The doorbell rang and I groaned; the bland, balding man from the council was on my doorstep again.
“What this time?” I sighed.
From the other side of the fence I heard muffled giggling and I fought down irritation.
“Um, your neighbours are concerned that you might be, um, harbouring illegal immigrants here. In, um, your loft.”
“My loft? The meter tall space that you inspected for rats last week?”
“The loft you examined because they thought I’d had an illegal loft conversion?”
“If I could just…”
He sidled past me. Behind the fence I caught a flash of scraggy black hair, the tang of fag smoke, the excited gasps of stifled, malicious glee.
Sharon and Anthony Dicks had been friendly at first, then sniffy when my flowers turned out prettier than theirs and finally, after I asked them to turn down their music at one in the morning on a weekday, they had become downright unbearable. Their awful son was away at boarding school, and, with nothing to occupy them, they focused on me.
They had taken to reporting me to the council weekly for myriad imaginary infractions and had once called the fire brigade out at three am because they ‘thought my log burner was a fire hazard.”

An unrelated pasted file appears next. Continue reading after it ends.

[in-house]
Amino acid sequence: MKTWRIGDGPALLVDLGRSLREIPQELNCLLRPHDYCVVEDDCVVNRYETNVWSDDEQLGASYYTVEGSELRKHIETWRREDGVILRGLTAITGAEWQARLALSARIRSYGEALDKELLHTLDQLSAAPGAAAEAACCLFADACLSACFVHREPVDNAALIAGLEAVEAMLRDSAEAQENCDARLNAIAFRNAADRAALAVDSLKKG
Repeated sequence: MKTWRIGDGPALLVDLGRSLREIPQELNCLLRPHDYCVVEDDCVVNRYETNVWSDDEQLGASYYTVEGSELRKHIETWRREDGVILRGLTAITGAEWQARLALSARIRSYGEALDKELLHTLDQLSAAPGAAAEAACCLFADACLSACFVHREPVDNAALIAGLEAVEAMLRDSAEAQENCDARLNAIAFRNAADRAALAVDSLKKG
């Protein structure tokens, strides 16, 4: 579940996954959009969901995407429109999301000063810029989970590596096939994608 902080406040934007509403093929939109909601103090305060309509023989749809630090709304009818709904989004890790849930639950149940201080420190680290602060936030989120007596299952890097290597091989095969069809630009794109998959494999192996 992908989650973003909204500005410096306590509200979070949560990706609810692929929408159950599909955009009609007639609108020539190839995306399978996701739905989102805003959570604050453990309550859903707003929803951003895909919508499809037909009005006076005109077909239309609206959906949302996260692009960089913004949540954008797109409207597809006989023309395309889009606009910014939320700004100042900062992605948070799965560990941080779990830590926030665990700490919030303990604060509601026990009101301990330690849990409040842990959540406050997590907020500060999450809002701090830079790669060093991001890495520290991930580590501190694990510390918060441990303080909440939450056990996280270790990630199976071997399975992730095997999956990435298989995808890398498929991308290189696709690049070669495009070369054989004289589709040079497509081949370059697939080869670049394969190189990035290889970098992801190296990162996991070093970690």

Enough was enough, I decided, and began to hatch a plan.
That night I called some friends and, between us, we gathered the worst kind of crap you can imagine. Bits of old cars, huge jagged panes of broken glass, biscuit packets, even an old toilet seat. Alice kept chickens and supplied a bucket of fresh droppings and Karen brought a bag of dirty nappies. The smell was indescribable.
We bundled it all up into two big rubble sacks and, after dark, drove one of them to the rec, right near the rugby pitch and dumped it, just beneath a sign that warned against fly tipping on penalty of a £1000 fine.
At the last moment I carefully slipped in an old catalogue with next door’s address on, that had been delivered to me by mistake.
The other sack I stashed in my back garden.
I stayed home all the next day curtain twitching like the rest of the street. When I saw the balding man striding up their path I opened the door and waved. He shot me a thin lipped smile.
“Are you here about the smell?”
He looked startled and shook his head.
“It’s awful - out the back garden. Thought someone might have called. Maybe you can check it out while you’re here.”
I closed the door and listened. He rang the bell, I heard their confused voices, their footsteps on the laminate hallway, the click of the door edging open...
I dashed out into the garden, hurled the rubble sack over their wall, scattering shit and glass and foul smelling debris across their lawn, ran back inside to press my ear against the wall and wait with all the malicious glee I could muster.